The first day of the new year is usually about hangovers and party cleanups, but in some coastal areas of the Northern Hemisphere it’s also when groups of people run into the ocean for no reason other than doing something on the high end of the stupid scale.
While walking the dog on the beach on New Year’s Eve I saw a billboard announcing “Annual Polar Bear Plunge — January 1 — Main Beach, East Hampton — Benefit: East Hampton Food Pantries.” And this is how I decided to do it: Hmm. Never done this. Sounds like fun. What the hell.
Unlike a foot race or a mountain climb, the plunge demands no special training. In fact the only real endurance involves putting up with friends’ and relatives’ reactions: “You’re an idiot,” “Why would you do that?” along with variations of each.
Another difference between the plunge and other tests of the human spirit is the minimal amount of anticipation involved. I awoke the morning of the event with no actual recollection that in less than five hours I would be running nearly naked into very cold water. It was only after my second cup of coffee that a lonely thought drifted into my consciousness, something like, “It’s January and I need to find a bathing suit.”
With plunge time fast approaching, I sat in front of a plate of scrambled eggs mixed with salmon and sweet onions at Nick and Toni’s, the training table favored by local plungers. Actually I made that up. I really have no idea where plungers eat their last meal prior to plunging, or even if any last meals are involved at all. For all I knew plunging was an activity best done on an empty stomach, with a celebratory meal consumed after its successful completion.
As we drove to the beach my main concern wasn’t how my body would react to plunging into water colder than I have ever experienced, but three thoughts did consume me.
First concern: The polar bear plunges I had seen on television took place in truly nasty winter weather — snow and sleet and wind and such — making the contrast between people in bathing suits and their environment much more dramatic. But today’s weather was cloudlessly sunny, temperature around 45 degrees, with a gentle breeze. Would this be a real plunge or some faux climate-change-diminished castrated version?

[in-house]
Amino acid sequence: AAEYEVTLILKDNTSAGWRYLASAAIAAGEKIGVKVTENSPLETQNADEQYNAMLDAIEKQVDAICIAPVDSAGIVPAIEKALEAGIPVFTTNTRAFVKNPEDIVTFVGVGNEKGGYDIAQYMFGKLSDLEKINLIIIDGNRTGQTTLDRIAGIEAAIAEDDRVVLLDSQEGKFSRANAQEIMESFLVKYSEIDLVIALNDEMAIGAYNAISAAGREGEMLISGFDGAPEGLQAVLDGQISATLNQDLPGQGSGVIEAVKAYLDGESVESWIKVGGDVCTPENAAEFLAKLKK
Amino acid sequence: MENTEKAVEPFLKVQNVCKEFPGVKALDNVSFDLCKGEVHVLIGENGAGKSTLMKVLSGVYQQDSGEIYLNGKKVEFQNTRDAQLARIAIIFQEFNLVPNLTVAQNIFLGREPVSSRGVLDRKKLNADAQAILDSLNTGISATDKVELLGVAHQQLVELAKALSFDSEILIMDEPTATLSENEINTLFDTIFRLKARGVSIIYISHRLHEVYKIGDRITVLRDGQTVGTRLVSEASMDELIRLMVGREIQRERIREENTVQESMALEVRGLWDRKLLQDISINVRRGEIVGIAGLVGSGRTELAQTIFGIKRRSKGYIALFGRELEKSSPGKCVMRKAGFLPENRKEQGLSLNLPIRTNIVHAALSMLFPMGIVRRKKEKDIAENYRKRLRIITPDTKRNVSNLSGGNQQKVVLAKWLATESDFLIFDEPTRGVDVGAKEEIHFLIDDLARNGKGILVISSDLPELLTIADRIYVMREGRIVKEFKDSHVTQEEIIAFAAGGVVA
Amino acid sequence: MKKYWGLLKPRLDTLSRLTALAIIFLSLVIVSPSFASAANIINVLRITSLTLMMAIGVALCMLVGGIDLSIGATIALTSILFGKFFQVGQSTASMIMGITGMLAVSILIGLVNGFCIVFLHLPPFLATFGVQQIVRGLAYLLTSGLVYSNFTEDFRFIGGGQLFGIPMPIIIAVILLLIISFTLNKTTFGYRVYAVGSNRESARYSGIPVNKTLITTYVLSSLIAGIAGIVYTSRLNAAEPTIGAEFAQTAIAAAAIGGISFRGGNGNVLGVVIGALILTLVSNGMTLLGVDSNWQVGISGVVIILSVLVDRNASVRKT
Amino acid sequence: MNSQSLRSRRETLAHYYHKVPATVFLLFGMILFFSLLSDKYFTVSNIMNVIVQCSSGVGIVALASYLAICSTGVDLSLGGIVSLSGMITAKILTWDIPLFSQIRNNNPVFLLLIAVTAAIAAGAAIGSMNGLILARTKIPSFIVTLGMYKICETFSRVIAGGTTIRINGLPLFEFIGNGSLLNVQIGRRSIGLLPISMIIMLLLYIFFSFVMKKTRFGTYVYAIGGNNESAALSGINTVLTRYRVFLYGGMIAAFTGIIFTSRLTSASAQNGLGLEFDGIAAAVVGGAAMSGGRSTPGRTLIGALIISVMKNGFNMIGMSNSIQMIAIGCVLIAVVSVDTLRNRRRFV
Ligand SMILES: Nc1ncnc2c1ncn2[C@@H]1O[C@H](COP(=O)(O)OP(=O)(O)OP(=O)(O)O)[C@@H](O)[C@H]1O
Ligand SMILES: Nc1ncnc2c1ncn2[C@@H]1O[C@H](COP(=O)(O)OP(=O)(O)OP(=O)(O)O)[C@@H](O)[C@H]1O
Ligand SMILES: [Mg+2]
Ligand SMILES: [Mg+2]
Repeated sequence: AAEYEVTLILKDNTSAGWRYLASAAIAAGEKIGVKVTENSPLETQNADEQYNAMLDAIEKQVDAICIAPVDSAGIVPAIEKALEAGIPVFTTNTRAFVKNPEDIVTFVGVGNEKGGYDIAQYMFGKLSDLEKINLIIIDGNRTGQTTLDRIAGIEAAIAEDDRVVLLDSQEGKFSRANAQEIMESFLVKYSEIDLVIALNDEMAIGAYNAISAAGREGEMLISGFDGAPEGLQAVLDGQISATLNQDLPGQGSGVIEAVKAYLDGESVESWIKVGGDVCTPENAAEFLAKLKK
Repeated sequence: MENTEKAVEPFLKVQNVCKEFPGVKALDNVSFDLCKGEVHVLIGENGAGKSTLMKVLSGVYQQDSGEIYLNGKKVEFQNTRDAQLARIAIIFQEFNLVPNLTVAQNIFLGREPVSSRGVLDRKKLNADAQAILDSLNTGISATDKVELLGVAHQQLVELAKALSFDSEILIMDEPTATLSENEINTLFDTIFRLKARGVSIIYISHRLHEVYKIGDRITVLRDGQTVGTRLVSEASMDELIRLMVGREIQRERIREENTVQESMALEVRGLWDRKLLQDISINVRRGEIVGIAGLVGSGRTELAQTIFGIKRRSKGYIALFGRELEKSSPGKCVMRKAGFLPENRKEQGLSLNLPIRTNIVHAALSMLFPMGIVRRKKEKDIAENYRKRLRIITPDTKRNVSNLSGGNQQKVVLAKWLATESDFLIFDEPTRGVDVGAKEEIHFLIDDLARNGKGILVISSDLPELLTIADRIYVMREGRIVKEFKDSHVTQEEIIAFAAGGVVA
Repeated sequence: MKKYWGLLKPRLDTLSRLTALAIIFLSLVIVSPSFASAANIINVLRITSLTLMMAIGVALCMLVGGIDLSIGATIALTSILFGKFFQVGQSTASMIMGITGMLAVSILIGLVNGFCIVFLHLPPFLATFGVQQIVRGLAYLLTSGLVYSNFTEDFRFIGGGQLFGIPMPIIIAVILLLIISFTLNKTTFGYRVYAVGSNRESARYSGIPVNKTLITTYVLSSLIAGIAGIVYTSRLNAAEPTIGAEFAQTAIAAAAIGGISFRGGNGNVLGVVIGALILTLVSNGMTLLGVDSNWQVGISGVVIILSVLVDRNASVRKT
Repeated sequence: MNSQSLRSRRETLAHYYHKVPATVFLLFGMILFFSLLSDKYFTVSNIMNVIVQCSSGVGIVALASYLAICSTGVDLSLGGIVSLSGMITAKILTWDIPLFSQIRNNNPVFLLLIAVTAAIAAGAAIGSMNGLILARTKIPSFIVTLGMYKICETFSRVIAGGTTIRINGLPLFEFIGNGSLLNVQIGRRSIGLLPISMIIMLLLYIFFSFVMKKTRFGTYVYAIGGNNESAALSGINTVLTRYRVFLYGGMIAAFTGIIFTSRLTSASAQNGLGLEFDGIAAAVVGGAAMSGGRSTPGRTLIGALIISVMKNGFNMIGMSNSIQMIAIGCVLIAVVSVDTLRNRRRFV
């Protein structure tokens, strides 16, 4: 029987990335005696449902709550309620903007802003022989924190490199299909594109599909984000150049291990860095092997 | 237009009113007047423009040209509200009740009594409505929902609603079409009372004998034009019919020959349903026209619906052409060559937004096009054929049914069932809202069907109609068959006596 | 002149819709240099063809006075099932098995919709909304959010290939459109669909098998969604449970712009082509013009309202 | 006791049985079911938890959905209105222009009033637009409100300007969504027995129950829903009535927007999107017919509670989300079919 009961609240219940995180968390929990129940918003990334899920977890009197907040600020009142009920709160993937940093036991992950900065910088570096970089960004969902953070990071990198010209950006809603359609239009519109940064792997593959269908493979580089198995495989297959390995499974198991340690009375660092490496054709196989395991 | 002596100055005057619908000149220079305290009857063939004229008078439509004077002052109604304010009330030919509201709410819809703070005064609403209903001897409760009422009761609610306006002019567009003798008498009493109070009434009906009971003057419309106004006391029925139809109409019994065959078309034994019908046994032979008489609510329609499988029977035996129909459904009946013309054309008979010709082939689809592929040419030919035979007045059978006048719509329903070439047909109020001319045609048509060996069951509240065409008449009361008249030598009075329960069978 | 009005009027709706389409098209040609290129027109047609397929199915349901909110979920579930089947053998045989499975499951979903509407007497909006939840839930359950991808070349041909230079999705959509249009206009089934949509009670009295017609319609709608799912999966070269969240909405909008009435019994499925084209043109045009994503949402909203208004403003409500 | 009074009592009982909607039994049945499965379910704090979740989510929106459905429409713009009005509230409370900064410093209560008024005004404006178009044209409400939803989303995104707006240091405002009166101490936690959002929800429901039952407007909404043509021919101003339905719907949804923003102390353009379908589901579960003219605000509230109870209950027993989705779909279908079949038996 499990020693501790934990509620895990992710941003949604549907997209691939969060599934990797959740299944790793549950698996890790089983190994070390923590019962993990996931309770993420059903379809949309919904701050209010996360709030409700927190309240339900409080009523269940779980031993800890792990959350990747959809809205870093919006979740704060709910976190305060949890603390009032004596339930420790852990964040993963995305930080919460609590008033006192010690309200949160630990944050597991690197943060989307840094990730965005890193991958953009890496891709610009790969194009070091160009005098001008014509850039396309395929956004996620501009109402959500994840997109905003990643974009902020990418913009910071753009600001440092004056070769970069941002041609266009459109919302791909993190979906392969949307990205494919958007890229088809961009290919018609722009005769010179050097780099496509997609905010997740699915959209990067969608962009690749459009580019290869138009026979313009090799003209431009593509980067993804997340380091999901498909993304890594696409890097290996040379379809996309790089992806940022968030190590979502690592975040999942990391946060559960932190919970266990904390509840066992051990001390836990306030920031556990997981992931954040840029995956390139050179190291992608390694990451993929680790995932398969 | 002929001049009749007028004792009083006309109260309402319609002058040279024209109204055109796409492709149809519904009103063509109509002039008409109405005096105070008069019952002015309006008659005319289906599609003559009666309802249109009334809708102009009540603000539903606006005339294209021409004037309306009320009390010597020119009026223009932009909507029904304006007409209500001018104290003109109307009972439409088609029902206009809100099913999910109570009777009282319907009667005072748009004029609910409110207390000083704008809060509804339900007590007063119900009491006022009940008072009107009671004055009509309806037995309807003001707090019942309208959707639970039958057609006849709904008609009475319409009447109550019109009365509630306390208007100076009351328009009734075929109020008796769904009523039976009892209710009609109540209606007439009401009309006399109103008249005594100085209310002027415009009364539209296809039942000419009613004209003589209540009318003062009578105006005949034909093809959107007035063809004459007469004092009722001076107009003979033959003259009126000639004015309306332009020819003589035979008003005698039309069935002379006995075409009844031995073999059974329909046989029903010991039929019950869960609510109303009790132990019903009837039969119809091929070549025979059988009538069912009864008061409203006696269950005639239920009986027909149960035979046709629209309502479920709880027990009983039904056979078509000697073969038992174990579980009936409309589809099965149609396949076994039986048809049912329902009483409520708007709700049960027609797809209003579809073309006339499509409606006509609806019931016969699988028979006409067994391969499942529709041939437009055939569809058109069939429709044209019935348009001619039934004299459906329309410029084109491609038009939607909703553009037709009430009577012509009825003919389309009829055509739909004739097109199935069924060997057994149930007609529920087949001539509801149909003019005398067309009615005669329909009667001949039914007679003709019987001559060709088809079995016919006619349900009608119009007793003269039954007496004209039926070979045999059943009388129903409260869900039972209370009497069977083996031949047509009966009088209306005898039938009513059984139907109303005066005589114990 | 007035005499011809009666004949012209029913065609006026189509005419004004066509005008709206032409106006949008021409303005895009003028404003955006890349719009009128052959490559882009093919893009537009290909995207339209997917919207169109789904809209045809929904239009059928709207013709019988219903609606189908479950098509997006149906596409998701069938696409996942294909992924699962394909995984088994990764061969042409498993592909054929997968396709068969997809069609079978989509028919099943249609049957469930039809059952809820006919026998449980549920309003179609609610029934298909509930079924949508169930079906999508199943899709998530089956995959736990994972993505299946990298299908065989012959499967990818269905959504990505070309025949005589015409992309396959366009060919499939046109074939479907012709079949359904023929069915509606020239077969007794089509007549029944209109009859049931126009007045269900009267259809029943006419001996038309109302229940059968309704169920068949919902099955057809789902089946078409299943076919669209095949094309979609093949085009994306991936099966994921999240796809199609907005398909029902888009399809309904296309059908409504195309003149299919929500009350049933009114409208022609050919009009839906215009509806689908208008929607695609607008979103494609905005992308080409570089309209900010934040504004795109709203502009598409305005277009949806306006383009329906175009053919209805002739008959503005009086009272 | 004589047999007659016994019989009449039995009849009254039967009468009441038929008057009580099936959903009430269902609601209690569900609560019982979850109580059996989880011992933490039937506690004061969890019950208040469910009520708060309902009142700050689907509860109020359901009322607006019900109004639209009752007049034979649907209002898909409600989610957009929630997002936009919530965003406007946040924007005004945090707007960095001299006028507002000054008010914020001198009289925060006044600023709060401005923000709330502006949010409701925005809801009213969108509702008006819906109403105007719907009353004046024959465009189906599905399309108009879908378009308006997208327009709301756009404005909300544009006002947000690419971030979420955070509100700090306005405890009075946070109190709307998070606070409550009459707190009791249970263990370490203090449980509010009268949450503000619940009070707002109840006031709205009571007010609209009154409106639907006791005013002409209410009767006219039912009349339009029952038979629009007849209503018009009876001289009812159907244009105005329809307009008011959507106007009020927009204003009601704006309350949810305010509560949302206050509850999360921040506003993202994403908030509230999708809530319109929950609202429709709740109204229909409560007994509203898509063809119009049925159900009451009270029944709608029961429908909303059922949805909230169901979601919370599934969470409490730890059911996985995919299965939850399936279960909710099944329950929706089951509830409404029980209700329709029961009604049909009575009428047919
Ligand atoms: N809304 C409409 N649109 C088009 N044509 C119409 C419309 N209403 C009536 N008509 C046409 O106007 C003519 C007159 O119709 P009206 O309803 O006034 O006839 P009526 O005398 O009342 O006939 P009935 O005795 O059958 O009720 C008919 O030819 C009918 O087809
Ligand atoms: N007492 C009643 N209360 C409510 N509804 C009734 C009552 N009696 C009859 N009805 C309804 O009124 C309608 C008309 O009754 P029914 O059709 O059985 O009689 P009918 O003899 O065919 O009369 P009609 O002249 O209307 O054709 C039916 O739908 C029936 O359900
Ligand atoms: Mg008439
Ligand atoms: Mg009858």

Second concern: I had received no coaching and in fact no instructions at all regarding plunging. What was I supposed to do? The TV clips showed a bunch of people running into angry surf, but then what? How long was I supposed to stay in the water? Was I supposed to dive in? What was the minimum plunging standard I was expected to meet to qualify as a plunger?
Last, and probably most important, concern: Why was my girlfriend’s 16-year-old son driving me to the plunge and signaling left when in fact he wanted to turn right?
We arrived along with hundreds of other people, plungers and their support and media teams, parking in a lot much fuller than during the hottest summer beach days. I stripped down to my bathing suit, wrapped myself in a towel, and walked beachward. The amount of actual organization was minimal, basically a rope stretched about a foot off the sand, separating — I’m not sure exactly what from whom. It seemed whoever runs this plunge believes events involving crowds require ropes providing the feeling of planning and organization. As I stepped over the rope I wasn’t exactly sure whether I was entering or leaving a designated area; nevertheless, I was now standing with a whole bunch of other plungers, observers, and pets.